I get asked all the time “What ORM should I use?” I typically answer the person with some spaghetti types/talks which of course runs counter to the DRY principle. To help get away from that, I’ll hash out some of my typical responses below. One thing to keep in mind when reading, is that all of the ORMs mentioned below are really good choices. I’m “picking” one per situation as a way of helping someone avoid the paradox of choice.
“Should I hand-roll my DAL?”
No. Unless you just want an academic/code exercise. The libraries I’ll mention in this post are already built, tested, fast and easy to use. If you are serious about building your application, don’t waste time reinventing this wheel.
“I don’t fear dynamics and I want something easy or rapid prototyping”
Massive – This ORM is simple to use, completely gets out of my way and lets me get right to building.
“I don’t fear dynamics and I want some codefirst action”
“I want POCOs, an old school feel and Stored Procs”
Dapper – When you need uncompromised speed and ease, Dapper is your tool. The Stackoverflow team uses it and that is one heck of a merit badge.
“I want POCOs with some codefirst action”
OrmLite – ORMLite is a Post-CRUD augmentation to Dapper. In some ways, it is to Dapper what Oak is to Massive. Coded in awesome, covered in love.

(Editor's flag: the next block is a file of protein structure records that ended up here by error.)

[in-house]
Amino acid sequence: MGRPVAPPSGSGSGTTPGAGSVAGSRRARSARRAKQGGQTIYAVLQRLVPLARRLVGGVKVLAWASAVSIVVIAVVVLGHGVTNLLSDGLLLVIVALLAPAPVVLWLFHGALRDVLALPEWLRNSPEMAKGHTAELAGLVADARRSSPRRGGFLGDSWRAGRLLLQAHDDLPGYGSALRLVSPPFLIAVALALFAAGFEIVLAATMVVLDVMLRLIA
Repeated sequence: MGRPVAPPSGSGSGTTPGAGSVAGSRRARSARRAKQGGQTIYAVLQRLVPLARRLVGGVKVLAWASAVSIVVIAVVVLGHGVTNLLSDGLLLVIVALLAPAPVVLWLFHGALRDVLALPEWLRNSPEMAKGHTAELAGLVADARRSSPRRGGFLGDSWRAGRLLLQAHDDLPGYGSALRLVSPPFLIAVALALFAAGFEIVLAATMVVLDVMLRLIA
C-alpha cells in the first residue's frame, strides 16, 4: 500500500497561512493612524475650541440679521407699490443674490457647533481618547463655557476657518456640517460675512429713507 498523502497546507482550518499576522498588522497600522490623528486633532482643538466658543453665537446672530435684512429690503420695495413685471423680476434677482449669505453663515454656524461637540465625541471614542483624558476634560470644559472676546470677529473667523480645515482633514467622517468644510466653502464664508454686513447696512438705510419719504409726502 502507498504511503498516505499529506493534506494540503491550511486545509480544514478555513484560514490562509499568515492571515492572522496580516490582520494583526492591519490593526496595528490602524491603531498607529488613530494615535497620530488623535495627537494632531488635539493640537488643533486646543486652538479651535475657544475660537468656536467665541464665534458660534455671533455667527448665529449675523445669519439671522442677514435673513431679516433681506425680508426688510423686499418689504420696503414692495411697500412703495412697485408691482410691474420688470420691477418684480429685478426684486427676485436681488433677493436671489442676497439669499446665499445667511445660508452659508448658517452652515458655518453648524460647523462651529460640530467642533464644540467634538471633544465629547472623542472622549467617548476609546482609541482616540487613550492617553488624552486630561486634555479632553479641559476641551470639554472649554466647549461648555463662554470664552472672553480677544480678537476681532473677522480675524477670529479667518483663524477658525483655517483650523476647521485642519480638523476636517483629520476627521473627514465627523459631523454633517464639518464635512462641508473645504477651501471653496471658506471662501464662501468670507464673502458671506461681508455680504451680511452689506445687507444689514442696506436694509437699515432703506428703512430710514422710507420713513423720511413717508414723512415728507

“I’m using ServiceStack or planning to”
“I am a huge fan of T4 and code gen”
PetaPoco – PetaPoco is pretty fun regardless of your needs. If you are already pretty invested in T4 then this is for sure a love connection.
“I want POCOs and I might be doing some MongoDB in my app”
Simple.Data – I have personally not used this one yet, but I always hear wonderful things about it.
“My boss says we just have to use something ~Enterprisey~”
Use OrmLite and tell them it is a MS ADO.NET CPT Gen2 Release of EntityFramework with Enhanced Cloud Coverage™ and Synergized Mix-ins™.
While all these ORMs are pretty easy to use, you should always be doing yourself/your app (and of course your DBA) a favor and profile your DAL. I highly recommend ORMProfiler. I think it supports most if not all of the above ORMs, has a low cost, and you get a ton of information from it.